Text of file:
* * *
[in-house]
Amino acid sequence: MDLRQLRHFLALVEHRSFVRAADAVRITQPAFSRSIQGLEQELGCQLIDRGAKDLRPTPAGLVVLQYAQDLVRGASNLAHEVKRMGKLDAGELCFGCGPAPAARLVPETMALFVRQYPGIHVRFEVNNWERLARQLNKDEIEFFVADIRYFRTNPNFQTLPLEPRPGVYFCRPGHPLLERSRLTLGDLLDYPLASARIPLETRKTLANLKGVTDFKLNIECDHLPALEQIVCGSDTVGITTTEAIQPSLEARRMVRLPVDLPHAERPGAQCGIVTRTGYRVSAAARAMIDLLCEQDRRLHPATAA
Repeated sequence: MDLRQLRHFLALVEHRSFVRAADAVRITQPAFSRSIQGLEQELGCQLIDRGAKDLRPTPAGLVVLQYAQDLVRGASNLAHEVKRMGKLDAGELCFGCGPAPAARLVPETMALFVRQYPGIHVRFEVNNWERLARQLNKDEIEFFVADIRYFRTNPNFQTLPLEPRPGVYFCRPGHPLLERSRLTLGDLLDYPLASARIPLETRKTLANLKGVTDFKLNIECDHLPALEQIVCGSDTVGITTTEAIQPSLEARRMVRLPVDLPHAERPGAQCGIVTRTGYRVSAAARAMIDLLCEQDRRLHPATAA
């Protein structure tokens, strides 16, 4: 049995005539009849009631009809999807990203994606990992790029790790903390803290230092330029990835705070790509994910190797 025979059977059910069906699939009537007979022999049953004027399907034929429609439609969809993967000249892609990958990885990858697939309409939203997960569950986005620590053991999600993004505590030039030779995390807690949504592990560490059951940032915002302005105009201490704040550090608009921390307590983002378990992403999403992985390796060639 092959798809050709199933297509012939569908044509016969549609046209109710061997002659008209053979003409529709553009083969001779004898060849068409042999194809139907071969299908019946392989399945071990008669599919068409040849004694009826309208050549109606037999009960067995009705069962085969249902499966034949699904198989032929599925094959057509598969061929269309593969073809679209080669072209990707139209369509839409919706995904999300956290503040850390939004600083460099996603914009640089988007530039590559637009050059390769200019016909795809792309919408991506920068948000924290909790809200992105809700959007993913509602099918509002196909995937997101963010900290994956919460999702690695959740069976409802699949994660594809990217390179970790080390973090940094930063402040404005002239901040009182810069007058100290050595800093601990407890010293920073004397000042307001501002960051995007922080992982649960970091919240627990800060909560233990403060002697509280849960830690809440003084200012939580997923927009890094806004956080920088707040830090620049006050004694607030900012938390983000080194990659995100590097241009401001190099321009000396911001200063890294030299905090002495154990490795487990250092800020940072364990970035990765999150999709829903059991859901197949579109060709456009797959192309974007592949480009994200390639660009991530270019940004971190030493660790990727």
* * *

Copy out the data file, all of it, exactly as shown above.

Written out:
[in-house]
Amino acid sequence: MDLRQLRHFLALVEHRSFVRAADAVRITQPAFSRSIQGLEQELGCQLIDRGAKDLRPTPAGLVVLQYAQDLVRGASNLAHEVKRMGKLDAGELCFGCGPAPAARLVPETMALFVRQYPGIHVRFEVNNWERLARQLNKDEIEFFVADIRYFRTNPNFQTLPLEPRPGVYFCRPGHPLLERSRLTLGDLLDYPLASARIPLETRKTLANLKGVTDFKLNIECDHLPALEQIVCGSDTVGITTTEAIQPSLEARRMVRLPVDLPHAERPGAQCGIVTRTGYRVSAAARAMIDLLCEQDRRLHPATAA
Repeated sequence: MDLRQLRHFLALVEHRSFVRAADAVRITQPAFSRSIQGLEQELGCQLIDRGAKDLRPTPAGLVVLQYAQDLVRGASNLAHEVKRMGKLDAGELCFGCGPAPAARLVPETMALFVRQYPGIHVRFEVNNWERLARQLNKDEIEFFVADIRYFRTNPNFQTLPLEPRPGVYFCRPGHPLLERSRLTLGDLLDYPLASARIPLETRKTLANLKGVTDFKLNIECDHLPALEQIVCGSDTVGITTTEAIQPSLEARRMVRLPVDLPHAERPGAQCGIVTRTGYRVSAAARAMIDLLCEQDRRLHPATAA
């Protein structure tokens, strides 16, 4: 049995005539009849009631009809999807990203994606990992790029790790903390803290230092330029990835705070790509994910190797 025979059977059910069906699939009537007979022999049953004027399907034929429609439609969809993967000249892609990958990885990858697939309409939203997960569950986005620590053991999600993004505590030039030779995390807690949504592990560490059951940032915002302005105009201490704040550090608009921390307590983002378990992403999403992985390796060639 092959798809050709199933297509012939569908044509016969549609046209109710061997002659008209053979003409529709553009083969001779004898060849068409042999194809139907071969299908019946392989399945071990008669599919068409040849004694009826309208050549109606037999009960067995009705069962085969249902499966034949699904198989032929599925094959057509598969061929269309593969073809679209080669072209990707139209369509839409919706995904999300956290503040850390939004600083460099996603914009640089988007530039590559637009050059390769200019016909795809792309919408991506920068948000924290909790809200992105809700959007993913509602099918509002196909995937997101963010900290994956919460999702690695959740069976409802699949994660594809990217390179970790080390973090940094930063402040404005002239901040009182810069007058100290050595800093601990407890010293920073004397000042307001501002960051995007922080992982649960970091919240627990800060909560233990403060002697509280849960830690809440003084200012939580997923927009890094806004956080920088707040830090620049006050004694607030900012938390983000080194990659995100590097241009401001190099321009000396911001200063890294030299905090002495154990490795487990250092800020940072364990970035990765999150999709829903059991859901197949579109060709456009797959192309974007592949480009994200390639660009991530270019940004971190030493660790990727």